Visualization is critical in digital analytics. After all, visual representations of data can, for example, tell you at a glance how well your marketing efforts are doing.
The ongoing evolution in technology is requiring companies to constantly examine how different types of data need to be adjusted before being blended and imported into a reporting database. Fortunately, database makers are becoming more adept at developing systems that blend front-end and client-end activity. As a result, we have better tools that do not tax marketers’ skill sets.
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New Tool for MongoDB Visualizations
For example, MongoDB has introduced MongoDB Charts, a tool for creating visualizations of data in MongoDB databases. I learned about MongoDB Charts in September at MongoDB.local Chicago, a one-day event featuring a series of sessions covering the latest MongoDB features.
Currently in beta, MongoDB Charts is designed to enable users to create charts, graphs and dashboards and then share them with collaborators. The system’s main advantage is that it is designed to handle nested and hierarchical data, which should make it unnecessary for users to have to flatten subdocuments and arrays into tabular structures before creating a graph.
Flattening data means storing data in one or a few tables containing all of the information. Sometimes flattening is necessary, depending on the task or tool. But sometimes flattening is done without a structure, removing a logic that could make data access easier for repeated processes, like updating a graph.
By avoiding flattening, analysts using MongoDB Charts can save time by avoiding a low-value data preparation step.
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Visualization Tools Ease Self-Service Analytics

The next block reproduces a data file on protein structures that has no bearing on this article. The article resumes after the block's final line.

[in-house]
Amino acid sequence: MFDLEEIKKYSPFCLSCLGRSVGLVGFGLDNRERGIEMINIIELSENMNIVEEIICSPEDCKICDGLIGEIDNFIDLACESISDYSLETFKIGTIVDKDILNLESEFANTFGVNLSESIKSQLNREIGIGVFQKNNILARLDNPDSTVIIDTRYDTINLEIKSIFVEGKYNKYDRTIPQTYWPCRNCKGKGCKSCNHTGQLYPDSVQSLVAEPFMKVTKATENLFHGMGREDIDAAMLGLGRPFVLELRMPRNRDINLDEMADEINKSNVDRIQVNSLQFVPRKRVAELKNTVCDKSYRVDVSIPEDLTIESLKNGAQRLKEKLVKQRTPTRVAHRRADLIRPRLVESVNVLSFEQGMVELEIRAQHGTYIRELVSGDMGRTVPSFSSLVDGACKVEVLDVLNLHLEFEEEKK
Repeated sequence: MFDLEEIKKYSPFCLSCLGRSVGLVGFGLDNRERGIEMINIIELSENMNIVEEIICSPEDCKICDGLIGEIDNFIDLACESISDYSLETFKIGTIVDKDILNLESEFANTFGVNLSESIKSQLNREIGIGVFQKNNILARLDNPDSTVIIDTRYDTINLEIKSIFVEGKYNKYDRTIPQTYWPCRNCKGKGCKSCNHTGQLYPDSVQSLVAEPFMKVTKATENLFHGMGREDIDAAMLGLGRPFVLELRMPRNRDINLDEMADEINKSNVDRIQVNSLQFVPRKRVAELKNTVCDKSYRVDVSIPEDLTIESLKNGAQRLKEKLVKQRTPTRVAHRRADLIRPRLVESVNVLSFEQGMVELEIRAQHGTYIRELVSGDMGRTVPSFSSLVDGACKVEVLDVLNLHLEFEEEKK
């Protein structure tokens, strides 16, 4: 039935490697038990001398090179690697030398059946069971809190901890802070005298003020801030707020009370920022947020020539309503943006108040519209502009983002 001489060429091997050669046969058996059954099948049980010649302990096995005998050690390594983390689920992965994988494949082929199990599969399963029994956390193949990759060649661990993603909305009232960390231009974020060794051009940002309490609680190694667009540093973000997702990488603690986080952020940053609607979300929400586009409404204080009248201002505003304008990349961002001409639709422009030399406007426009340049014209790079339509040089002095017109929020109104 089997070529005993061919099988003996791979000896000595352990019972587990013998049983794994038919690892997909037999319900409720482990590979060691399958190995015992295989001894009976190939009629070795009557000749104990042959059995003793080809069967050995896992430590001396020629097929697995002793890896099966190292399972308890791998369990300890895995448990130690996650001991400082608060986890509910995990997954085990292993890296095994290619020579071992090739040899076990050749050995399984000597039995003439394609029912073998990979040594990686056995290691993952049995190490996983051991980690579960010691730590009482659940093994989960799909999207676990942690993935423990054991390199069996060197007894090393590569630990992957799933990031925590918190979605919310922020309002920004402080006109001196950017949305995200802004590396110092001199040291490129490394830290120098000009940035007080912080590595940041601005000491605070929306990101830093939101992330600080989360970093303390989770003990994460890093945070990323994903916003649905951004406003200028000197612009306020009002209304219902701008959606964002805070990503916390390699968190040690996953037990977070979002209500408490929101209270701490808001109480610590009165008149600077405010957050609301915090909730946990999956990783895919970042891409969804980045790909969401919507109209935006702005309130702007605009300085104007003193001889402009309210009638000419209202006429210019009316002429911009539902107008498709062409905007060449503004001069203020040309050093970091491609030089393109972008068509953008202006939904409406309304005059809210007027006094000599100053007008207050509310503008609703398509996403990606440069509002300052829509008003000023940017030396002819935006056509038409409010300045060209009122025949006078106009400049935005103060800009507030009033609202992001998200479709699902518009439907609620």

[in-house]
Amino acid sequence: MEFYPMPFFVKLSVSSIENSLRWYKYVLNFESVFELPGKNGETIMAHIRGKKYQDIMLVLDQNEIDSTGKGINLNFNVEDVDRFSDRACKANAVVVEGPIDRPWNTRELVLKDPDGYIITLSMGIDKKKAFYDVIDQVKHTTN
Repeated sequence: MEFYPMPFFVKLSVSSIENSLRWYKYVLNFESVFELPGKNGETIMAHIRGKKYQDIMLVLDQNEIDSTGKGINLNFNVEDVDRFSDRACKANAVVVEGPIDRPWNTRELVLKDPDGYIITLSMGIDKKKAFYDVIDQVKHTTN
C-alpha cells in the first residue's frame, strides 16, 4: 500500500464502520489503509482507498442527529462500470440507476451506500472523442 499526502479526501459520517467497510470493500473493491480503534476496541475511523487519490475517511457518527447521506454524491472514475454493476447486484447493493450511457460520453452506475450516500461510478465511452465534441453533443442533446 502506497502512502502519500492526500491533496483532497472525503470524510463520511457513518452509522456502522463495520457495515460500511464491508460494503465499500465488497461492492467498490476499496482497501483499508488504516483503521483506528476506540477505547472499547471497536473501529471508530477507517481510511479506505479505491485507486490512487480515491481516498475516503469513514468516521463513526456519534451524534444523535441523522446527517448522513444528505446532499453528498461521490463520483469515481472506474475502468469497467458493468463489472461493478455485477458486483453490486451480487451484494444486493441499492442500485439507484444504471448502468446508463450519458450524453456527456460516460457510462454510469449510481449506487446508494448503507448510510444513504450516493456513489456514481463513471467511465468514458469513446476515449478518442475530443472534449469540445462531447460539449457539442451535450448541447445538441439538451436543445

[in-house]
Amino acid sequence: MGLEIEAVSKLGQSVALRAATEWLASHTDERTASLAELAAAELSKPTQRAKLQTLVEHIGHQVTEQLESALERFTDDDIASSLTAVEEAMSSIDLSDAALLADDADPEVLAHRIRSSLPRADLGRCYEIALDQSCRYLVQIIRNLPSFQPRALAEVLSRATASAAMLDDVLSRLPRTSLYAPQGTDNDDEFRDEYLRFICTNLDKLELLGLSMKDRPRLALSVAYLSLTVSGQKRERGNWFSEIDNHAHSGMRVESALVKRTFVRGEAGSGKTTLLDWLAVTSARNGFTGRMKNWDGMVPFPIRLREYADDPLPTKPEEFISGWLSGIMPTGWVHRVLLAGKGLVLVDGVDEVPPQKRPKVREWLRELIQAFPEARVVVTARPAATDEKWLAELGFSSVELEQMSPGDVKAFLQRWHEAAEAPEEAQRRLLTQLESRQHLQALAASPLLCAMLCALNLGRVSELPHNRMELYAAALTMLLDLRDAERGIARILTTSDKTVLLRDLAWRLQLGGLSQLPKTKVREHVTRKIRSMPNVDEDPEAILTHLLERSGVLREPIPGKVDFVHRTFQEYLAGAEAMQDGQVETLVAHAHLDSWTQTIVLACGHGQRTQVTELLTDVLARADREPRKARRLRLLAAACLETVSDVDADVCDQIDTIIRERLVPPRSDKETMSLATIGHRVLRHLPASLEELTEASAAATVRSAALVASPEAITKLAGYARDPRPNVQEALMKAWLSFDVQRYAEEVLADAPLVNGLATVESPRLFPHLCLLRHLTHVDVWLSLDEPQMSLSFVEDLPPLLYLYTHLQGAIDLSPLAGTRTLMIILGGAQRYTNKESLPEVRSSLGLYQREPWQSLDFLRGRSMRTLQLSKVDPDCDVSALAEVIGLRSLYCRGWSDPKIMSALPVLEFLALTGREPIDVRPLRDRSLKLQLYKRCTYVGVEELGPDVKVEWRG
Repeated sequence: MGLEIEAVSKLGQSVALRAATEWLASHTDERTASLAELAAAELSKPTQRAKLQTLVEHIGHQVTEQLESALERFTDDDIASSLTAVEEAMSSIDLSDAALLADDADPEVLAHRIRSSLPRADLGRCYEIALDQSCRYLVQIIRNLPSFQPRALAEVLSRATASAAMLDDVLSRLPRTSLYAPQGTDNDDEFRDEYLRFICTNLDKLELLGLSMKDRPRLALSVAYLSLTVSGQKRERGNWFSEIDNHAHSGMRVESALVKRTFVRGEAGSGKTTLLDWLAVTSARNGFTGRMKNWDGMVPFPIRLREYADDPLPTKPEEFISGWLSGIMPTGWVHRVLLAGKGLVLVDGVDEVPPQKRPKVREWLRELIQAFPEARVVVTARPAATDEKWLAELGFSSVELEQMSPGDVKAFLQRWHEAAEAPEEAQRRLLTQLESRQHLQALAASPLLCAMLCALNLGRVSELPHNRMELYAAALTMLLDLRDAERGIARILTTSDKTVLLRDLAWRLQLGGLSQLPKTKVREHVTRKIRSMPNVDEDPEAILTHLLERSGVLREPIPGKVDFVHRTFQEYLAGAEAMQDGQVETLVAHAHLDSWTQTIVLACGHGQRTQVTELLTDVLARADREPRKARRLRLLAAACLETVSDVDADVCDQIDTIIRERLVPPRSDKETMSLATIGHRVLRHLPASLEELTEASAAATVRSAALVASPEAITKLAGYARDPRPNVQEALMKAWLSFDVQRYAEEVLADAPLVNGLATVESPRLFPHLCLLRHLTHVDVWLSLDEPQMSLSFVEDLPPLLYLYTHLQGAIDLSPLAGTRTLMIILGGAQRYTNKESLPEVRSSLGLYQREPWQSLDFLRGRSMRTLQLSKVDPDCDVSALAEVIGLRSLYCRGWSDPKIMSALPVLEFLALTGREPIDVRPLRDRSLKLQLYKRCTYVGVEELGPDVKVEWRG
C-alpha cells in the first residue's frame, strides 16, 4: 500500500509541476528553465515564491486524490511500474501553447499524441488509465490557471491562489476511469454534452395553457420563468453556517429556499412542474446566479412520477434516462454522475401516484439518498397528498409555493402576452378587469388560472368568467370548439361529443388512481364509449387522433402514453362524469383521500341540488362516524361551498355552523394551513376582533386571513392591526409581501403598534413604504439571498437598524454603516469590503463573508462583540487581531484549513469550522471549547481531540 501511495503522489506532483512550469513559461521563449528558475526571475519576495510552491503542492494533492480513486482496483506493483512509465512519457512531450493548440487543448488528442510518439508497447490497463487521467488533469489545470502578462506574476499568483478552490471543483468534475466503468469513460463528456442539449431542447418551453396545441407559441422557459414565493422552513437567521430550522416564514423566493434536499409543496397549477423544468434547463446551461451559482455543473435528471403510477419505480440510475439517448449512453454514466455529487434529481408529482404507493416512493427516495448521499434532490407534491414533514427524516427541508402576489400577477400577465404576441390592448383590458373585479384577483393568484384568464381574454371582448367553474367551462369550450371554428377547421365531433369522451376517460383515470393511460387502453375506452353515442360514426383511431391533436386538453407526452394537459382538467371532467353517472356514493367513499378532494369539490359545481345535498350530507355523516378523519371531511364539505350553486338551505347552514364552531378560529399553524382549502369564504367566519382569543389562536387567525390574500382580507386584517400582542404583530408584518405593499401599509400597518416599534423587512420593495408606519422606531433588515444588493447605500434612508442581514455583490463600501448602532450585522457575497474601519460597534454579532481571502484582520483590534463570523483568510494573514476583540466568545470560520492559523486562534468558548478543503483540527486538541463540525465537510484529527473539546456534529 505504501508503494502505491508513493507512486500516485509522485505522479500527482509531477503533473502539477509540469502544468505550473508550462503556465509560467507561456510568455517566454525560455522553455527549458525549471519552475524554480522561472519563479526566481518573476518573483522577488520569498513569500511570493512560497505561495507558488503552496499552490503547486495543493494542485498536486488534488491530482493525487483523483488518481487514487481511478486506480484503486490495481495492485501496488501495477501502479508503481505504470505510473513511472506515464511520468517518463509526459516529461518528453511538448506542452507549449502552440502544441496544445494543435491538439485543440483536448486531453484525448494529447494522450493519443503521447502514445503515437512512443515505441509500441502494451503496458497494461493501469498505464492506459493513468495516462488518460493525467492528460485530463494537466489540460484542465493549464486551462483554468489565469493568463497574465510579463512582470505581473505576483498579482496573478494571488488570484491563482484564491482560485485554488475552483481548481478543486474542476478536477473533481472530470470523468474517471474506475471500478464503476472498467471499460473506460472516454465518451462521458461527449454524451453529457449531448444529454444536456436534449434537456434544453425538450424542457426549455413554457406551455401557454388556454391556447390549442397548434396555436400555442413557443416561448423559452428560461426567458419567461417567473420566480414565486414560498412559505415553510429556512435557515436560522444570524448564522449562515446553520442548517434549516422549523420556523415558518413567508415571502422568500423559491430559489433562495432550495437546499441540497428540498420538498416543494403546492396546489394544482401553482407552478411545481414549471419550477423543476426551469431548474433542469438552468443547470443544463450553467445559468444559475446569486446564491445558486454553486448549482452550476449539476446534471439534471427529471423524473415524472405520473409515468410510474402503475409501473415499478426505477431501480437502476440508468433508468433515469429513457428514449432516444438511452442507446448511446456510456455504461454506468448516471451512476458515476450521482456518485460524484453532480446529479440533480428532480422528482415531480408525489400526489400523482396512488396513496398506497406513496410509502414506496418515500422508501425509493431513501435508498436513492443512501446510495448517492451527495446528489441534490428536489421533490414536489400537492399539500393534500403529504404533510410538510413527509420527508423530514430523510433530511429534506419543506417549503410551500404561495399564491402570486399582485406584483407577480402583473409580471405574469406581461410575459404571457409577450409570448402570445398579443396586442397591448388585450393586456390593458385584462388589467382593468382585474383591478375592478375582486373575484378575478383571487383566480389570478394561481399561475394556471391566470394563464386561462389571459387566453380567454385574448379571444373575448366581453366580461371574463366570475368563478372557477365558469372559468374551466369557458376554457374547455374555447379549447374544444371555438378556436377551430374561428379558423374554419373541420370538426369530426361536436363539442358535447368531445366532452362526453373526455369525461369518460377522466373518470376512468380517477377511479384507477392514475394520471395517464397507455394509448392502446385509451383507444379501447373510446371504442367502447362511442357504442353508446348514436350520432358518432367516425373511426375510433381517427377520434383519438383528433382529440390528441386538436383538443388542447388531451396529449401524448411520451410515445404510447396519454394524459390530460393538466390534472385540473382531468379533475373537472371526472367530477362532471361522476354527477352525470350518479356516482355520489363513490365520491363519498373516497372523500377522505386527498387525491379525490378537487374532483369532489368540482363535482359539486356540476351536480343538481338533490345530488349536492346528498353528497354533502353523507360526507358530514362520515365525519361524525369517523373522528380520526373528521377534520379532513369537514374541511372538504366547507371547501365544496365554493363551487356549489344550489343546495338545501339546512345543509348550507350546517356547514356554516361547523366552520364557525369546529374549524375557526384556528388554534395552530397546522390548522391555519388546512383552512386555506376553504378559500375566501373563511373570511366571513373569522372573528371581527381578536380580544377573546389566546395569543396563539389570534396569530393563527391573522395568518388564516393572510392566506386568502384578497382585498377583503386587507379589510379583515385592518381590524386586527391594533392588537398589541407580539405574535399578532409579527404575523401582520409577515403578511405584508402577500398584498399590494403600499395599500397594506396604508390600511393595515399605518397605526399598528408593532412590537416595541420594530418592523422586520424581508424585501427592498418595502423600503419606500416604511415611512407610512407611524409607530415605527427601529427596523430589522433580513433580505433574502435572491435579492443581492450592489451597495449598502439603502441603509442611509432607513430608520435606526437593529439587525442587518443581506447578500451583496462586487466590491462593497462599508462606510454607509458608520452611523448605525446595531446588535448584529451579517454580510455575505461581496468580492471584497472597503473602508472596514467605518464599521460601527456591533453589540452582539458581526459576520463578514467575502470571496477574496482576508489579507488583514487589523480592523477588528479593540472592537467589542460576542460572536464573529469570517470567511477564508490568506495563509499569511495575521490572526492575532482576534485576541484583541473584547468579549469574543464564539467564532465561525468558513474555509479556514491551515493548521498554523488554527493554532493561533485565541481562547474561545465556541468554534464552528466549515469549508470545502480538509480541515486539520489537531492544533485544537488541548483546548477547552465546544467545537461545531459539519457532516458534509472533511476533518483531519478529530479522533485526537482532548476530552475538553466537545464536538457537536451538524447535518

MongoDB is among a number of database systems that offer auxiliary visualization tools and backend processes to make self-service analytics easier. In 2016, I wrote about a product called Neo4j, a graph database that reveals associations between data and the metadata that describes it.
Online data sets are becoming better at data visualization options as well. For example, Data.world just launched the ability to create query templates to allow users to see how the schema of a data set works in SQL and Sparkl before implementation.
None of those products will replace current visualization tools such as Google Data Studio and Microsoft Power BI. In fact, MongoDB claims that its tool will complement Tableau, another visualization product.
Data visualization tools like MongoDB Charts can support analysts’ DataOps initiatives. DataOps are methodologies for designing and maintaining a data architecture. But maintaining the right data among various data types adds complexity, making it necessary to take additional technical steps to view insights. Those steps waste time, increasing the time it takes to just prepare data sets for use. The challenge is especially difficult if there is no way to identify whether other analysts have encountered similar struggles.
Tools like MongoDB Charts will make analytics easier. And the analysts who use them will be able to ask better questions, usually because they will have better visualizations to see how data types can be managed for regular data pulls.
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